Later this month, the Berkeley City Council will consider an update to the city’s bicycle plan, which hasn’t been updated since 2005. The new plan was developed through a two-year process involving city staff, outside technical experts, and significant public input. It’s focused on improving conditions for people who bike or want to bike (collectively, 90% of Berkeley residents, according to a recent survey), but it also supports the city’s broader health and environmental goals, and reflects the common sense idea that streets are for everyone – bicyclists, pedestrians and drivers alike.
It is a good plan and should be approved.
We are Berkeley residents and parents of two young kids. Like many others in Berkeley, we rely on biking as our primary form of transportation. We choose biking over car trips whenever possible because we like the freedom and physical exercise, because it saves us money, and because it’s our small way of reducing congestion, pollution and greenhouse gases. When we’re with our kids, we pull them on a long-tail bike or trailer or, increasingly, they ride independently.
Getting around the city by bike, especially with kids, is possible only because the city took innovative steps in the 1970s to develop a bicycle plan and build bicycle-specific infrastructure. Berkeley’s network of bicycle boulevards, with its various treatments to slow and discourage car traffic, is the product of this early investment. Most of our trips, and essentially all of our trips where our kids ride independently, are on the bicycle boulevard network.
But the existing infrastructure is now outdated and does not meet the needs of Berkeley’s bicycling community, especially families. There is no safe way for young kids to ride through downtown or to the UC campus area. (Riding in that area last year, our friend Meg Schwarzman was nearly killed.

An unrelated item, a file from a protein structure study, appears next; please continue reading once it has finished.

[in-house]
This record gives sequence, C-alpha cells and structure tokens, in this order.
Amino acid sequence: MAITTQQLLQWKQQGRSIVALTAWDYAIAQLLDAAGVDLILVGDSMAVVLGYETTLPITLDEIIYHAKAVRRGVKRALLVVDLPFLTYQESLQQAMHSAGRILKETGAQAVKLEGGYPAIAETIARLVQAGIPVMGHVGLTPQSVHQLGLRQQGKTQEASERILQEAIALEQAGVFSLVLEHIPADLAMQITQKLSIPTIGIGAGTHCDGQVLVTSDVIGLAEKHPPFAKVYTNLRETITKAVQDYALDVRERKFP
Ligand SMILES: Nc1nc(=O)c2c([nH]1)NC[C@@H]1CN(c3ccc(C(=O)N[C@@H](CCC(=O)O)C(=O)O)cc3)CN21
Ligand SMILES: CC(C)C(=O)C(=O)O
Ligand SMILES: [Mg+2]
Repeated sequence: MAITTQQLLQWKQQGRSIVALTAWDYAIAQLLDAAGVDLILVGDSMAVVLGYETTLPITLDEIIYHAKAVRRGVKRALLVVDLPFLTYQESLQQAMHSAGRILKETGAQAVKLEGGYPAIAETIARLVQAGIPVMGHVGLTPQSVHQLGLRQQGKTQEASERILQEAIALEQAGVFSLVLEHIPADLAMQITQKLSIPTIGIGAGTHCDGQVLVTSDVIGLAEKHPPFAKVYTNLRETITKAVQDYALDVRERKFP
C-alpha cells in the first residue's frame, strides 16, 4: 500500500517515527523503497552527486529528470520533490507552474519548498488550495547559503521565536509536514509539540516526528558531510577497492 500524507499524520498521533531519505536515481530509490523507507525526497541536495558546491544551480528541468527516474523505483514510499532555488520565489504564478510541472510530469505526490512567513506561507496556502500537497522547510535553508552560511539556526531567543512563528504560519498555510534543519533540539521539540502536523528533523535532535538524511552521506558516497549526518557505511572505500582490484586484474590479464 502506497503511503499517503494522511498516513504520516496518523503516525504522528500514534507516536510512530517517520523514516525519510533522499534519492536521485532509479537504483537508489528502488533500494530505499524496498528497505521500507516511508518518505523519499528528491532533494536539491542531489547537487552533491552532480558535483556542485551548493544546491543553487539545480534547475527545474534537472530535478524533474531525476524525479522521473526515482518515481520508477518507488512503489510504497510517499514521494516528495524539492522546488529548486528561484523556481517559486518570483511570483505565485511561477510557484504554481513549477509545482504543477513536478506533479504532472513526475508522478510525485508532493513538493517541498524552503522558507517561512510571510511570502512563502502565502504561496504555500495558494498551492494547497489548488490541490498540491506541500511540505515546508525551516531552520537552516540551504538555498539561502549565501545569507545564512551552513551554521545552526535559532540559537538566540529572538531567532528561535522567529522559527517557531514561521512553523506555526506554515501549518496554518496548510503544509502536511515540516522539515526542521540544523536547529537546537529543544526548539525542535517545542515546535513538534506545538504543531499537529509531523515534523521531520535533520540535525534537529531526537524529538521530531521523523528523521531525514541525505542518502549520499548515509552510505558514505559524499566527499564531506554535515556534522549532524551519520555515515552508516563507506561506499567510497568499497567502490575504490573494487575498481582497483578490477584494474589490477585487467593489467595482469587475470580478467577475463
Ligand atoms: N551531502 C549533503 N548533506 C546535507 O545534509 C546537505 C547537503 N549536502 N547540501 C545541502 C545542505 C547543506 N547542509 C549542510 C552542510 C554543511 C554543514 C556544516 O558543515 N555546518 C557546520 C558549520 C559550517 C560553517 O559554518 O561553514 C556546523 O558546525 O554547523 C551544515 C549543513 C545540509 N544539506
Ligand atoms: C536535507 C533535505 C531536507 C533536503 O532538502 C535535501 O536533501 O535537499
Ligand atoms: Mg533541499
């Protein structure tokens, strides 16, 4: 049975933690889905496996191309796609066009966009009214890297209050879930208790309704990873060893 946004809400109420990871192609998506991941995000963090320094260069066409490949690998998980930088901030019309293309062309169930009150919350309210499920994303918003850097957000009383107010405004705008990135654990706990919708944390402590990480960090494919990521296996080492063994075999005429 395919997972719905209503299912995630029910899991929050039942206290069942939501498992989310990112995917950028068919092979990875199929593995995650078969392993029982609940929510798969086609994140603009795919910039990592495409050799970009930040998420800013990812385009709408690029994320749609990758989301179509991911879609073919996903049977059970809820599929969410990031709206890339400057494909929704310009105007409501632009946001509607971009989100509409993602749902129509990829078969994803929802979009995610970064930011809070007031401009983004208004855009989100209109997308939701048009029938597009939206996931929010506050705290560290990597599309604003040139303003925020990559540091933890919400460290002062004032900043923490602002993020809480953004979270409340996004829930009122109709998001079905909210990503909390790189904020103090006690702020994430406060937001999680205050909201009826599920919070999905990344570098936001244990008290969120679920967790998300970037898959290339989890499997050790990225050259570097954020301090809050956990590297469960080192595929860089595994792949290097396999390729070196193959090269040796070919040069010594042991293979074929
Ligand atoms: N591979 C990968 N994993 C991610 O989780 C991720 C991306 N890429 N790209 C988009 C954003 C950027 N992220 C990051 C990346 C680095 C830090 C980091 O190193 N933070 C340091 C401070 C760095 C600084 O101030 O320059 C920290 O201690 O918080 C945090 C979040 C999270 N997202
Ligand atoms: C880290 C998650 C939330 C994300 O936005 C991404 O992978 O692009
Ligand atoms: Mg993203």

Outside of downtown, the bicycle boulevard network is not dense enough to reach key destinations. Only half of Berkeley’s public schools are within a block of a bicycle boulevard, forcing kids onto high-stress streets to reach school by bike. In addition, at intersections like Russell and Shattuck or Virginia and San Pablo, bicycle boulevards meet busy streets with no crossing assistance. At these intersections, bicyclists have to either wait indefinitely for a break in traffic or enter dangerously and hope that cars will stop. We know a lot of families that would like to start riding, or to ride more, but just don’t feel safe enough on the city’s streets.
The new bicycle plan would address these issues by expanding the bicycle boulevard network to include 8 new bicycle boulevards, adding crossing assistance where bicycle boulevards meet busy streets, and, most importantly, establishing a network of protected bike lanes through downtown and the UC campus area.
Protected bike lanes, which physically separate car traffic from bicycles by a lane of parked cars, pylons, or other barriers, are by far the best way to create a safe route for all riders through a congested area. (The new protected bike lane on Fulton Street, which was created in response to our friend Meg’s collision there, likely would have prevented that near-fatal collision.) The new bicycle plan calls for a two-way protected bike lane on Milvia Street, from Blake Street to Hearst Avenue. This would allow our kids, and riders of many other ages and abilities, to safely reach downtown destinations or ride through downtown to other parts of the city.
To be sure, the new bicycle plan is not perfect. We would have wanted it to include an even denser low-stress network, greater protections at busy street crossings, and other things like specified paving-quality standards for all bikeways. Nor do we have any illusions that protected bike lanes will eliminate every possible hazard. But none of that changes the fact that the new plan will make it safer and easier to get around the city by bike, shifting our mix of transportation choices in a healthier direction. The City Council should approve it.
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